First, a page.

In Stephens v. Unified School District, 218 Kan. 220, 232, 546 P.2d 197 (1975), the court said the above-quoted language in 44-1011 was " mechanical direction with a view to economy, and not a nullification of the previously granted authority to take additional evidence."Summary of this case from Nurge v. University of Kansas Med. Center
Opinion filed December 1, 1975.
SYLLABUS BY THE COURT
1. CIVIL RIGHTS — Rehearing Requirement Is Reasonable Procedural Requirement — Not Repugnant to Judicial Review. The rehearing requirement of K.S.A. 44-1010, relating to procedure before the Kansas Commission on Civil Rights, is a reasonable procedural requirement in exhausting administrative remedies before that commission and it is not repugnant to the scope of judicial review provisions set forth in K.S.A. 44-1011. (Following Jenkins v. Newman Memorial County Hospital, 212 Kan. 92, 510 P.2d 132, Syl. ¶ 3.)
2. ADMINISTRATIVE BODIES — Types of Functions by Different Agencies. There is a distinction between the types of decisions rendered by different administrative agencies; and some such agencies perform judicial or quasi-judicial functions while others do not. (Following Gawith v. Gage's Plumbing Heating Co., Inc., 206 Kan. 169, 476 P.2d 966, Syl. ¶ 1.)
3. SAME — Determining Whether Agency Performs Legislative or Judicial Functions. In determining whether an administrative agency performs legislative or judicial functions, the courts rely on certain tests; one being whether the court could have been charged in the first instance with the responsibility of making the decisions the administrative body must make, and another being whether the function the administrative agency performs is one that courts historically have been accustomed to perform and had performed prior to the creation of the administrative body. (Following Gawith v. Gage's Plumbing Heating Co., Inc., supra, Syl. ¶ 2.)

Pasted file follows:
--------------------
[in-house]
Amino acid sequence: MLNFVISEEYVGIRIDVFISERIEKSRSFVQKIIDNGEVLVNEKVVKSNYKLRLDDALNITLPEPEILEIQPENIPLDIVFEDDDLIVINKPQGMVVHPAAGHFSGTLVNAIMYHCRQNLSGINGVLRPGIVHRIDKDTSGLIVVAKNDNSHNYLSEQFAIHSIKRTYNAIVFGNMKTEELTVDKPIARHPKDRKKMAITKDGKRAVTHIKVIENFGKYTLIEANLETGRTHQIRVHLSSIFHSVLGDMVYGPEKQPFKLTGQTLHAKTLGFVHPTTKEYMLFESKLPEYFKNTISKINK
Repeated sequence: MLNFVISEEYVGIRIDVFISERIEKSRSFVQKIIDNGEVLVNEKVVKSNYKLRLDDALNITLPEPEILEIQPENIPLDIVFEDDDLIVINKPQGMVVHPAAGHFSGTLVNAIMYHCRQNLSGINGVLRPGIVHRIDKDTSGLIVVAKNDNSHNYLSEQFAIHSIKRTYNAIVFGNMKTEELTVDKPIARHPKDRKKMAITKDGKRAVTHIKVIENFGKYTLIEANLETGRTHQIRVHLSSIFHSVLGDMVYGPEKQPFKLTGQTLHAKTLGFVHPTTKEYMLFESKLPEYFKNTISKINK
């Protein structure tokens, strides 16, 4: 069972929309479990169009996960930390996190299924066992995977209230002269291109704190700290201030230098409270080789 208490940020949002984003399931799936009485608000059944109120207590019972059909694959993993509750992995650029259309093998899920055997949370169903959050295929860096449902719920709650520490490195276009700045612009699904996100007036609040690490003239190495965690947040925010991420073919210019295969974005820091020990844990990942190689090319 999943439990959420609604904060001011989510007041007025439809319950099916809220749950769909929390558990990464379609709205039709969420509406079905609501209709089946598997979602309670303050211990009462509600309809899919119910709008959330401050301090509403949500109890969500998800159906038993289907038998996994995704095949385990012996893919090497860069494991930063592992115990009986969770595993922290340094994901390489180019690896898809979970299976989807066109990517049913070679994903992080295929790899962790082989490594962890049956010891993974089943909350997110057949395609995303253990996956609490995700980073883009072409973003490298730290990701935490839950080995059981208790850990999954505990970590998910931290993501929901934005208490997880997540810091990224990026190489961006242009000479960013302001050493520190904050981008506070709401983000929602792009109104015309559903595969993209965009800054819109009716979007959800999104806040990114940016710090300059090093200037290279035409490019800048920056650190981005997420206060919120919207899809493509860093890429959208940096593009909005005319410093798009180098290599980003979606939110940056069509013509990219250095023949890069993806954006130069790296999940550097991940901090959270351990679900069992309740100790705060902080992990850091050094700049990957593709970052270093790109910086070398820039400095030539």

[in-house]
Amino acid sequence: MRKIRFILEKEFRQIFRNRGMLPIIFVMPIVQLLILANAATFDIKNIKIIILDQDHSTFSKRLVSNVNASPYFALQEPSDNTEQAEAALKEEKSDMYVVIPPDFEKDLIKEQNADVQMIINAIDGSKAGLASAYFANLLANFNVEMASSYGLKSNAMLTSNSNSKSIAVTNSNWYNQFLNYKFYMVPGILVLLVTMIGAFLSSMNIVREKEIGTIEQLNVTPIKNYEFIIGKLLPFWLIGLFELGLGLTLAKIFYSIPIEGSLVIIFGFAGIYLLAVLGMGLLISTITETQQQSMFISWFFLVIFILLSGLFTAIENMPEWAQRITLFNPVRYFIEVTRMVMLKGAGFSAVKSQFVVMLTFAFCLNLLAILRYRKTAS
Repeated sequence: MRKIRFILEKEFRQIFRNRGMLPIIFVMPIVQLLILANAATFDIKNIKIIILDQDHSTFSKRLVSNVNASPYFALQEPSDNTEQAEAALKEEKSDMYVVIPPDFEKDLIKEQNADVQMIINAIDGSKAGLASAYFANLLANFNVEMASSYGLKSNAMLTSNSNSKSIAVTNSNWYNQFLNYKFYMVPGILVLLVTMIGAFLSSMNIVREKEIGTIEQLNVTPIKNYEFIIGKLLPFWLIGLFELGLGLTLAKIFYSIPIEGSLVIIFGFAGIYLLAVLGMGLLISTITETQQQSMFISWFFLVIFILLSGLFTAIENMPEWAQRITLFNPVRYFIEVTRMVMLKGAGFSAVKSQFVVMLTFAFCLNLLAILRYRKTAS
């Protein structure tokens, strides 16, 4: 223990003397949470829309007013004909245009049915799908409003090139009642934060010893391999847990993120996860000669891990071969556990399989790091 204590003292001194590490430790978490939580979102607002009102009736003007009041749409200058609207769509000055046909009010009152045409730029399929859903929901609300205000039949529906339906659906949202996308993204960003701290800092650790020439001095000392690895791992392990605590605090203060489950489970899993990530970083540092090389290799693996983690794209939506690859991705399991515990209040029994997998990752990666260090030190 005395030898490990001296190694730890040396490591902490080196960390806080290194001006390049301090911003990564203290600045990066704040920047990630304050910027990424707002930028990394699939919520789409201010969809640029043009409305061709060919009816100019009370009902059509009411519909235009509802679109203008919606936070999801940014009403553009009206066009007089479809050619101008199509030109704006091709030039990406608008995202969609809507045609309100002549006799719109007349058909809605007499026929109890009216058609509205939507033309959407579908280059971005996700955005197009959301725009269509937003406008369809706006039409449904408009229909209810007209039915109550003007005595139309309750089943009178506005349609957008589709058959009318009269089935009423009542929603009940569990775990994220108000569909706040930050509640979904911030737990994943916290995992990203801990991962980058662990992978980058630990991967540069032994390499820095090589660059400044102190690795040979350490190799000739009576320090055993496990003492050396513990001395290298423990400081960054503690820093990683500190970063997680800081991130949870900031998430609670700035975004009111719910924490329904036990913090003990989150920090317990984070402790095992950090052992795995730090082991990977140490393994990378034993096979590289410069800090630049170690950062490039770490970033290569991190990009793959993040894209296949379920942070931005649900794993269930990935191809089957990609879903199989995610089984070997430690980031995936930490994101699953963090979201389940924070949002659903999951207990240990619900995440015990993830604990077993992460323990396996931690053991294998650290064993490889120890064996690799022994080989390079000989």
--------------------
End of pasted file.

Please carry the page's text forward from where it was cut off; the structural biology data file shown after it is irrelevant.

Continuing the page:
4. SAME — Judicial and Legislative Functions Distinguished. A judicial inquiry investigates, declares and enforces liabilities as they stand on present or past facts and under laws supposed already to exist, whereas legislation looks to the future and changes existing conditions by making a new rule to be applied thereafter to all or some part of those subject to its power. (Following Gawith v. Gage's Plumbing Heating Co., Inc., supra, Syl. ¶ 3.)
5. SAME — Distinguishing Between Judicial and Legislative Functions — Test. In applying tests to distinguish legislative from judicial powers, courts have recognized that it is the nature of the act performed, rather than the name of the officer or agency which performs it, that determines its character as judicial or otherwise. (Following Gawith v. Gage's Plumbing Heating Co., Inc., supra, Syl. ¶ 4.)
6. CIVIL RIGHTS — Determining Unlawful Discriminatory Practice — Judicial Function. In determining whether specific conduct of a respondent constitutes an unlawful discriminatory practice the commission on civil rights is exercising a judicial function and acts as a quasi-judicial agency.
7. SAME — Trial De Novo — Jury Trial on Demand — What Issues Limited To. On appeal from a decision of the commission on civil rights the district court is to try the matter de novo, with the issues of both law and fact to be determined anew. The issues in such a trial, however, are limited to those fairly embraced within the appealing party's application for rehearing before the commission.